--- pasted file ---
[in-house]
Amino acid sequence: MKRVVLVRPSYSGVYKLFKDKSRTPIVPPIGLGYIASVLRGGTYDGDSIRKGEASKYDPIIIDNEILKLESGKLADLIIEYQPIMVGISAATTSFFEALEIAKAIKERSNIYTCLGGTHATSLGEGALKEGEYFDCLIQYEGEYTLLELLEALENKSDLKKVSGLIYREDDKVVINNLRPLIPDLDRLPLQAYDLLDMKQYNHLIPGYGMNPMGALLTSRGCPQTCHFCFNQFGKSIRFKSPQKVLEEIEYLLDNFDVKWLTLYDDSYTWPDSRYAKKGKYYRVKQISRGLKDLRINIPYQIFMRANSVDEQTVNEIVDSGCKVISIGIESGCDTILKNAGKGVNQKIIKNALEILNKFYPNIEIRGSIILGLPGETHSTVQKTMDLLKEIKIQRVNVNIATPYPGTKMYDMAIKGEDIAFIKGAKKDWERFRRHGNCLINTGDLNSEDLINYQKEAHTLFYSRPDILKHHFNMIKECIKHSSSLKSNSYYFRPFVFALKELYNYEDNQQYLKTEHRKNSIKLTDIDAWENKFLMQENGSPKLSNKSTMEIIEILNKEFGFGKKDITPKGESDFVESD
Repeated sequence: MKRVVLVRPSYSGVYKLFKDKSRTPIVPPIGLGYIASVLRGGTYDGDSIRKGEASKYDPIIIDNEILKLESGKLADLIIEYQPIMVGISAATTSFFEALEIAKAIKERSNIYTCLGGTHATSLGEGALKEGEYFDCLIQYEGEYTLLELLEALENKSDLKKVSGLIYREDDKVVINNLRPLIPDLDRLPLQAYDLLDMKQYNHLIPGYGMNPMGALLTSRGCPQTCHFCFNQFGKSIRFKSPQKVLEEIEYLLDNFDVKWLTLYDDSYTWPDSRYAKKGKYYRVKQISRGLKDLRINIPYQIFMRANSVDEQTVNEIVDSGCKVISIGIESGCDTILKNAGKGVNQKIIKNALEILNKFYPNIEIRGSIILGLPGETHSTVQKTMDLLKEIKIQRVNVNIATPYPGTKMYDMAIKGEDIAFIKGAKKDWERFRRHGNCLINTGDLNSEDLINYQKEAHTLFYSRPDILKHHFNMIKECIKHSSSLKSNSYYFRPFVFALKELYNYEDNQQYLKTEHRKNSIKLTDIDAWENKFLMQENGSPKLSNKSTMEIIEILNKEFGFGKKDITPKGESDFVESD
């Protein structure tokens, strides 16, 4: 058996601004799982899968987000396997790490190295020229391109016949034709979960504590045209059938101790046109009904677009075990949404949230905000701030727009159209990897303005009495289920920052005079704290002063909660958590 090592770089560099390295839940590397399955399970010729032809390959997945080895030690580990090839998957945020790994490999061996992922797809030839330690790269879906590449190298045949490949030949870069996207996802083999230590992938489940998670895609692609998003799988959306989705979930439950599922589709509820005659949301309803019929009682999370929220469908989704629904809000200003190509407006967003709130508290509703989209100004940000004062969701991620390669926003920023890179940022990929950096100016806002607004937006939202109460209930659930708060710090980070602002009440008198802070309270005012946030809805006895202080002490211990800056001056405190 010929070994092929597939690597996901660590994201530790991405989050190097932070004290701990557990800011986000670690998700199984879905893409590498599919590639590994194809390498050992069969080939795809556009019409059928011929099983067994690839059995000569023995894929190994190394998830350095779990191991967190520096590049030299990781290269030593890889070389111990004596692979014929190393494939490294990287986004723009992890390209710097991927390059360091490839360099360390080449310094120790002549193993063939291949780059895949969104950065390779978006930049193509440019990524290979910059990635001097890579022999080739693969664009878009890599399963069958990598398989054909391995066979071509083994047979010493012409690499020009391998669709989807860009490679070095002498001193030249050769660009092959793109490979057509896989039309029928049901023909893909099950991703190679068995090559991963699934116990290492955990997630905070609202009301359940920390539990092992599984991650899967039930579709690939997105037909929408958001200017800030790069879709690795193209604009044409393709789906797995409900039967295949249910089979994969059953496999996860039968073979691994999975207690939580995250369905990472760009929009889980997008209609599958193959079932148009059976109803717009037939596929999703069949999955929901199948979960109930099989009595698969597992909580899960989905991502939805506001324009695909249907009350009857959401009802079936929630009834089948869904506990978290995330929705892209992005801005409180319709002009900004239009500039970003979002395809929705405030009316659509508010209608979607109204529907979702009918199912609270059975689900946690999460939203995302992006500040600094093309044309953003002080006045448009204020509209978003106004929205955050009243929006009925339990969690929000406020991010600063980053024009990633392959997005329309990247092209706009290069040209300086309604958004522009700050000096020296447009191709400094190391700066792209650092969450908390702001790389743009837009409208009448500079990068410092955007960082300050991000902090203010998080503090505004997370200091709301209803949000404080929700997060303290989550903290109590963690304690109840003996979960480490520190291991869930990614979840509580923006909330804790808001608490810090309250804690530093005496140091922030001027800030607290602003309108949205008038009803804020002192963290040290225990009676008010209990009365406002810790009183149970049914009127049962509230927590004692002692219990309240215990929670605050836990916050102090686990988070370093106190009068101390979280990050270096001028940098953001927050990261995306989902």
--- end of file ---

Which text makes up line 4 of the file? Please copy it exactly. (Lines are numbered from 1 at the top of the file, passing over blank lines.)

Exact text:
């Protein structure tokens, strides 16, 4: 058996601004799982899968987000396997790490190295020229391109016949034709979960504590045209059938101790046109009904677009075990949404949230905000701030727009159209990897303005009495289920920052005079704290002063909660958590 090592770089560099390295839940590397399955399970010729032809390959997945080895030690580990090839998957945020790994490999061996992922797809030839330690790269879906590449190298045949490949030949870069996207996802083999230590992938489940998670895609692609998003799988959306989705979930439950599922589709509820005659949301309803019929009682999370929220469908989704629904809000200003190509407006967003709130508290509703989209100004940000004062969701991620390669926003920023890179940022990929950096100016806002607004937006939202109460209930659930708060710090980070602002009440008198802070309270005012946030809805006895202080002490211990800056001056405190 010929070994092929597939690597996901660590994201530790991405989050190097932070004290701990557990800011986000670690998700199984879905893409590498599919590639590994194809390498050992069969080939795809556009019409059928011929099983067994690839059995000569023995894929190994190394998830350095779990191991967190520096590049030299990781290269030593890889070389111990004596692979014929190393494939490294990287986004723009992890390209710097991927390059360091490839360099360390080449310094120790002549193993063939291949780059895949969104950065390779978006930049193509440019990524290979910059990635001097890579022999080739693969664009878009890599399963069958990598398989054909391995066979071509083994047979010493012409690499020009391998669709989807860009490679070095002498001193030249050769660009092959793109490979057509896989039309029928049901023909893909099950991703190679068995090559991963699934116990290492955990997630905070609202009301359940920390539990092992599984991650899967039930579709690939997105037909929408958001200017800030790069879709690795193209604009044409393709789906797995409900039967295949249910089979994969059953496999996860039968073979691994999975207690939580995250369905990472760009929009889980997008209609599958193959079932148009059976109803717009037939596929999703069949999955929901199948979960109930099989009595698969597992909580899960989905991502939805506001324009695909249907009350009857959401009802079936929630009834089948869904506990978290995330929705892209992005801005409180319709002009900004239009500039970003979002395809929705405030009316659509508010209608979607109204529907979702009918199912609270059975689900946690999460939203995302992006500040600094093309044309953003002080006045448009204020509209978003106004929205955050009243929006009925339990969690929000406020991010600063980053024009990633392959997005329309990247092209706009290069040209300086309604958004522009700050000096020296447009191709400094190391700066792209650092969450908390702001790389743009837009409208009448500079990068410092955007960082300050991000902090203010998080503090505004997370200091709301209803949000404080929700997060303290989550903290109590963690304690109840003996979960480490520190291991869930990614979840509580923006909330804790808001608490810090309250804690530093005496140091922030001027800030607290602003309108949205008038009803804020002192963290040290225990009676008010209990009365406002810790009183149970049914009127049962509230927590004692002692219990309240215990929670605050836990916050102090686990988070370093106190009068101390979280990050270096001028940098953001927050990261995306989902």